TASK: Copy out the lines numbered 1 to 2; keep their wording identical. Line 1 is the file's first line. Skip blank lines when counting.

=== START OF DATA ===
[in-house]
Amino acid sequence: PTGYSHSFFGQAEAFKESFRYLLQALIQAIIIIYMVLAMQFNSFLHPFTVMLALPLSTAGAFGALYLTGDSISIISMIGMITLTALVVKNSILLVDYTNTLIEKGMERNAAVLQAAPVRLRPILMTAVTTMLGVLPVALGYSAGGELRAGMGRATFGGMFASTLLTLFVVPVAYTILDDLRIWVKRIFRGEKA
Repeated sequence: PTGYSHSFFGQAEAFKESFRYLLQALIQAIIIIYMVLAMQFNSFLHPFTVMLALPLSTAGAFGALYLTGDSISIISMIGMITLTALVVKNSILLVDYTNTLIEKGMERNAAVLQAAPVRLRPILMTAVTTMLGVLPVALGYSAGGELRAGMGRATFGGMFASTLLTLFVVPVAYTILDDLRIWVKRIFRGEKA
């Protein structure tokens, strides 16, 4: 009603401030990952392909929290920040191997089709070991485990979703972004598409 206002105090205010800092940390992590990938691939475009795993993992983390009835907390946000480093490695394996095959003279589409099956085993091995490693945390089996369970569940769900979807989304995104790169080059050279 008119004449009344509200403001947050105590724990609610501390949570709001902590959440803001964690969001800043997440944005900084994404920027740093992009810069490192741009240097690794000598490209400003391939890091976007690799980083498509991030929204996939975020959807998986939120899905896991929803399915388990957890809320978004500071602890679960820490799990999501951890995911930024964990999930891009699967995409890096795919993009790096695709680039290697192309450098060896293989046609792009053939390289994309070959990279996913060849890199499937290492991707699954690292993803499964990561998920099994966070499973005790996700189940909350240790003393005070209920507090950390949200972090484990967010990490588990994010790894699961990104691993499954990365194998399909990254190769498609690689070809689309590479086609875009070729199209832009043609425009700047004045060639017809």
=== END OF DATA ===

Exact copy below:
[in-house]
Amino acid sequence: PTGYSHSFFGQAEAFKESFRYLLQALIQAIIIIYMVLAMQFNSFLHPFTVMLALPLSTAGAFGALYLTGDSISIISMIGMITLTALVVKNSILLVDYTNTLIEKGMERNAAVLQAAPVRLRPILMTAVTTMLGVLPVALGYSAGGELRAGMGRATFGGMFASTLLTLFVVPVAYTILDDLRIWVKRIFRGEKA